From a fitness perspective, I began the year strong: I swam, rode my bike trainer, and even threw in some runs, with a vengeance.
That paid off for me in April, May, and June. I began my endurance season with a decent ride at the Redbud Ride. That was my third Redbud, and my most uneventful. My only concern was my lack of power on the hills, but I was otherwise strong: I rode aero and even got good use of my big ring on the flats and downhills. I was clearly improving.
In May, I had a half-Iron triathlon (Toughman Indiana) and a tough century ride (Horsey Hundred) on consecutive weekends. I came back from an asthma incident in the swim at Toughman Indiana to beat the swim cutoff, and earned my first triathlon finish. The following Saturday, I struggled in the heat and bonked at mile 80, but still enjoyed my fourth Horsey Hundred finish.
In June, I had scheduled a century ride (Bike Morehead) and a sprint triathlon (Tri Louisville) on consecutive days. Bike Morehead was of concern because of the brutal hills: almost 7,000 feet of climbing according to the cue sheet. I finished Bike Morhead feeling very good (was barely tired and not sore), and felt excellent at Tri Louisville until a mechanical problem ended my race at mile 3 of the bike. That was frustrating, as I had one of my best swims, and was going strong on the bike.
In July, I got my second triathlon finish: an Olympic distance at the Louisville Landsharks Triathlon. Hills, Heat, Humidity, Horseflies, no problem.
But after June, my fitness dropped a bit, largely because I am not training for Ironman this year. This month, I had two events left: The Hub City Tour, followed by the Air Force Marathon.
My goal for Hub City: finish comfortably, and leave some room for recovery.
The only reason I signed up for Hub City: I wanted my third consecutive Kentucky Century Challenge jersey. If you do all 4 rides, you get the jersey for free. I wanted the freebie. It’s all about the bragging rights.
But going in, I had not trained for this one. I had focused mostly on strength work, and had done some smaller rides and runs. And Hub City is the hardest of the rides, featuring a nasty, hilly stretch from mile 43 to mile 77 which is downright awful.
Complicating matters: a brutal line of storms was on the way.
My group departed at just north of 0700. Our goal was to enjoy the ride, and beat the incoming storms.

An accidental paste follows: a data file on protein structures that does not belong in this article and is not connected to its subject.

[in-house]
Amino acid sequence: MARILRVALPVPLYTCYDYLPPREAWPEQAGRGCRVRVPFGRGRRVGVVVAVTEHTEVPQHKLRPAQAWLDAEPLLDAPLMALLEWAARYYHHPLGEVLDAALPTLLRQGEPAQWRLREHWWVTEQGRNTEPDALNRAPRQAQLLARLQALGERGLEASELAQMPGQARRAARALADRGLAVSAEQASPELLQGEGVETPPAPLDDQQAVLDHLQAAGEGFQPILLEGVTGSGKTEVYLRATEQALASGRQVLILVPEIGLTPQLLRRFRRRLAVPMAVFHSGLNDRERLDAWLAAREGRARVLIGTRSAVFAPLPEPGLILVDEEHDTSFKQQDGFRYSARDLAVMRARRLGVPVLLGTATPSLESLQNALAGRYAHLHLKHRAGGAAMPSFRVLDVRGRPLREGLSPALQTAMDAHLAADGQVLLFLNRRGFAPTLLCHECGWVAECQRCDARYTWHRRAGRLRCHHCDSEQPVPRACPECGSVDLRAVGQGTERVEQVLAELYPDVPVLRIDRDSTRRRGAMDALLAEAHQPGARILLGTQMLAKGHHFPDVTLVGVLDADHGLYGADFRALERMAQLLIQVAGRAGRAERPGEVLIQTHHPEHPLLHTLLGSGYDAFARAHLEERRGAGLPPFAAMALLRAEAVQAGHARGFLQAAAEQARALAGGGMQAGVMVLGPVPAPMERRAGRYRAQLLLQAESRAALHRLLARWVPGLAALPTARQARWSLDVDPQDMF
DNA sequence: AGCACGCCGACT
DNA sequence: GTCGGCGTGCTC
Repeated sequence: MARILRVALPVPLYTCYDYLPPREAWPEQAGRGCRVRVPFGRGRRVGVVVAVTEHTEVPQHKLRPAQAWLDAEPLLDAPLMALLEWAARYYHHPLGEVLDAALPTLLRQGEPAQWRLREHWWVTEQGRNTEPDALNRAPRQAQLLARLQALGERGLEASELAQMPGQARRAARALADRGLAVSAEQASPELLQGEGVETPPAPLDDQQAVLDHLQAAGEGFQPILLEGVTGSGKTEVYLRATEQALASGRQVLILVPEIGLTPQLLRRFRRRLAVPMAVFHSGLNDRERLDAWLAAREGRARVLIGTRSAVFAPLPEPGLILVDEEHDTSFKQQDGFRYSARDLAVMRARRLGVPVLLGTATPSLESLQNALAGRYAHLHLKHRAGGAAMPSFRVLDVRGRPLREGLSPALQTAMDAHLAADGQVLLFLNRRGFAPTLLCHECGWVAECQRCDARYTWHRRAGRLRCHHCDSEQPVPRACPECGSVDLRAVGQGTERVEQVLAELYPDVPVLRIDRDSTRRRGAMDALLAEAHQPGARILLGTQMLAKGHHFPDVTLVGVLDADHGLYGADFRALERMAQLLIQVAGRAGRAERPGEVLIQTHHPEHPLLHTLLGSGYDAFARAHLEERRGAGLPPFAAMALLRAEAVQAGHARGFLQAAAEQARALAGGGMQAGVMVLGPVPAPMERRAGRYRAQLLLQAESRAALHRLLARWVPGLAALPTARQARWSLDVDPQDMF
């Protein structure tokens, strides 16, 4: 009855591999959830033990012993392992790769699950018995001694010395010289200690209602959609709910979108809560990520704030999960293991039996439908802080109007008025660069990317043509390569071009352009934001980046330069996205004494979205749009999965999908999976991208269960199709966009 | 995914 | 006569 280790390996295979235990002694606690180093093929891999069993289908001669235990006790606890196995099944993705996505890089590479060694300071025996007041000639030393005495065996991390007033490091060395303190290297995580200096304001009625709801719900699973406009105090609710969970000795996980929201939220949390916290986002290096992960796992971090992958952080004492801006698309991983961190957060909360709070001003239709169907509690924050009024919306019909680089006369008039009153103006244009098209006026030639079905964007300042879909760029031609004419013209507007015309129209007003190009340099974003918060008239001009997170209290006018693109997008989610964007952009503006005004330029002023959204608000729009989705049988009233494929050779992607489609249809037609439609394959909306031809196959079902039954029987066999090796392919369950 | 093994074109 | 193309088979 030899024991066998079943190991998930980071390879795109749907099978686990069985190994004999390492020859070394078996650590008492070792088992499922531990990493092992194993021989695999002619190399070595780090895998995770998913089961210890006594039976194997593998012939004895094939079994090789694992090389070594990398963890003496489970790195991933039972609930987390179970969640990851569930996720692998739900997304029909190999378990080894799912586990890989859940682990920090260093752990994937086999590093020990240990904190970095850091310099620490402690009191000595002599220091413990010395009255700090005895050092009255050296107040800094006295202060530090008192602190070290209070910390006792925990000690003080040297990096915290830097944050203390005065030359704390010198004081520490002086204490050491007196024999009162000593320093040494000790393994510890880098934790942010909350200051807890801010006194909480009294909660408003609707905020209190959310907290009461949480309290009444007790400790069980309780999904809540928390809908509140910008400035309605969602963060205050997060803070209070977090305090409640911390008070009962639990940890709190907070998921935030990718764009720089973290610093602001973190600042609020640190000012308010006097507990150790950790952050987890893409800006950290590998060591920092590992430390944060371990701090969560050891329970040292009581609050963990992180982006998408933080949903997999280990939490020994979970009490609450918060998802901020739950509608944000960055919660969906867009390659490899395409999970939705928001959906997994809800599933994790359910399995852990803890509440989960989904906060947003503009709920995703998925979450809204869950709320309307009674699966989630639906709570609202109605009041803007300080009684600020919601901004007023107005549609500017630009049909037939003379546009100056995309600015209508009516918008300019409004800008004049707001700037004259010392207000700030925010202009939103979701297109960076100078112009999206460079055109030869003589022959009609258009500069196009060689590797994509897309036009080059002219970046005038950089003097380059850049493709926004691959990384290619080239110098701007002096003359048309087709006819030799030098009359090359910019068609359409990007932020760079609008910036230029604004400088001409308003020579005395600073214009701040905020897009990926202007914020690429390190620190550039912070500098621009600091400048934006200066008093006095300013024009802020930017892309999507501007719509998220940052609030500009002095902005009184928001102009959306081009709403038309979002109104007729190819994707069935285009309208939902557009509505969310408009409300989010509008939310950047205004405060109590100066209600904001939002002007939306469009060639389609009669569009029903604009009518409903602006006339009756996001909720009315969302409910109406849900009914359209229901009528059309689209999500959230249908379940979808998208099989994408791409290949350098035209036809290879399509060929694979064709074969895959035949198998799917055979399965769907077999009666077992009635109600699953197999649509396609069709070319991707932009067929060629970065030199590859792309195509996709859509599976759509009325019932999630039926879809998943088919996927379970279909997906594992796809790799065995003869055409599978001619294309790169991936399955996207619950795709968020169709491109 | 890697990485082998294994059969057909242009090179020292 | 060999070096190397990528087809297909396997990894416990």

The first 45 miles were relatively smooth. A few areas of rough pavement, and a few climbs, but nothing major. Pulling into the third rest stop, the hills had begun, but we all felt pretty good.
Then the fun began.
(1) I struggled on the hills. My lack of rides was showing, as I simply did not have good power on the hard climbs. Having said that, I still wasn’t hurting.
(2) The heat was nasty. The incoming storm front was bringing some colder air, but we had none of it. Several riders were laying down at the rest stops. They were clearly pooped.
(3) Headwinds were very rough. Hub city is known for headwinds on the back 50, but this was a circle of hell all its own. We also had some very bad crosswinds. Sustained winds were at least 20-25mph, with gusts worse than that. I nearly got blown off the road twice.
(4) For the first time at Hub City, I saw seasoned riders dismount from their bikes to walk their bikes up the toughest climbs. In spite of my struggles, I never had to do that.
(5) I nearly hit a deer. On one of the downhills, I decided to go easy, as I was concerned about road quality. That was a wise move. In the middle of my descent, a deer popped out of nowhere to cross the road. Had I gone all-out in the aero position, I would have nailed the deer.
(6) There were lots of bone-jarring, hemmorhoid-popping rough spots in the pavement. Due to these stretches, it was tough to capitalize on the downhills. It was also tough to use the aero bars in these sections.
(7) On the toughest climb, there was a gal who was running hill repeats. She PASSED us on the uphill. I remarked to one of the guys in the group: “You know you’re having a bad day on a bike when a RUNNER passes you on a hill!” (I blew past her as I got to the top, though.)
Once we got past mile 77, things improved somewhat, although we still had some tough climbs left. The good thing about Hub City: once you turn onto Ring Road, it’s a piece of cake. A small jaunt down Ring Road, then a ride through the E-Town Sports Park, then, after a few short turns, a left onto Mulberry Street, then a left onto Helm Street, and you’re done.
We beat the incoming storm by 15 minutes.
Overall, a fun ride. Mission accomplished.
This Saturday: Air Force Marathon.